How Much Do You Know About Bees?
Am I A Bee? Click To Find Out!
When you click on a bee, you'll find a photo of the Imagine Plush Bee! Want to see more amazing photos by Maryland biologist Sam Droege? Visit the Flickr site of USGS Bee Monitoring Lab.
To learn more about the insects in these photos, click here.
5 Things Kids Can Do Now!
Johanna Goodyear | Dreamstime Stock Photos
JMartin Garnham | Dreamstime Stock Photos
1. Give solitary bees a home.
Give homeless bees somewhere to live, and attract bees to your yard by building a bee "hotel." Look on the internet for resources, or click here for a link to a DIY project from our partner, the Pollinator Partnership.
2. Plant fall gardens.
Many people plant flowers only in the spring and summer. But bees also need food in the fall! Ask your local nursery what flowering plants are best for your area. In Washington, D.C., these hardy mums are a great choice! You can also put out a small water dish to quench your backyard bees' thirst. Make sure to put some small stones in the water so the bees don't drown.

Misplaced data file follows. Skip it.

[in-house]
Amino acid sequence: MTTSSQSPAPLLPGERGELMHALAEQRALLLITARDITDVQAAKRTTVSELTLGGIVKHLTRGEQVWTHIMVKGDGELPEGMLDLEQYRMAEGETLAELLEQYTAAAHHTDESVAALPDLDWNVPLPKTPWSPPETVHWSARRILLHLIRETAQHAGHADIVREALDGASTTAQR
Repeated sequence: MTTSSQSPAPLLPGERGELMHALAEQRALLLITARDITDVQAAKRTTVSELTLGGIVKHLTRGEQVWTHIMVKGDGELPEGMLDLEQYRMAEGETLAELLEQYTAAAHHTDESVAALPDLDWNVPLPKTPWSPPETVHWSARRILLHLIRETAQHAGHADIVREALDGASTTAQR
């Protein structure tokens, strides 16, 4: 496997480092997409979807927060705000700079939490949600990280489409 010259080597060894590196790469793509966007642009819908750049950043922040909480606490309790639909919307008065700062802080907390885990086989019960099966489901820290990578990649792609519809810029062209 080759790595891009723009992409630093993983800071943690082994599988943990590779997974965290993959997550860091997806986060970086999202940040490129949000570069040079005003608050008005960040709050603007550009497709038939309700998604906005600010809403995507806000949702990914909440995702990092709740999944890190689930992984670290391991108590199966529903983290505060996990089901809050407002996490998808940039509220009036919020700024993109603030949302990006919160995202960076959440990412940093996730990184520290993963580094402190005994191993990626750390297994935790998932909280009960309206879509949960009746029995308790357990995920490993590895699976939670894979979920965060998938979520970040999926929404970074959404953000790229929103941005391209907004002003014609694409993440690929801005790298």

3. Buy and eat local honey.
Buy honey from local beekeepers, not the grocery store! This helps support the people who are working the hardest to ensure honeybees are thriving in your backyard. Where can you find local honey? Visit your county or state fair, or look up the beekeepers association in your area. In Washington, D.C., contact the DC Beekeepers Alliance here. For other areas, visit the National Honey Board.
4. Don't pick the dandelions!
We love dandelion crowns, too. But, in early spring, these 'weeds' are often one of the few foods available for hungry pollinators!
5. Spread the word!
Color one or both of our coloring pages (coming soon!) and post a photograph of it on your Instagram, Pinterest or Facebook accounts with the hashtags #BuyABeeSaveABee, and #ImaginePlushBee, to spread the word about Imagine Plush's mission. Together, you and Noor can help others understand how wondrous and important bees really are!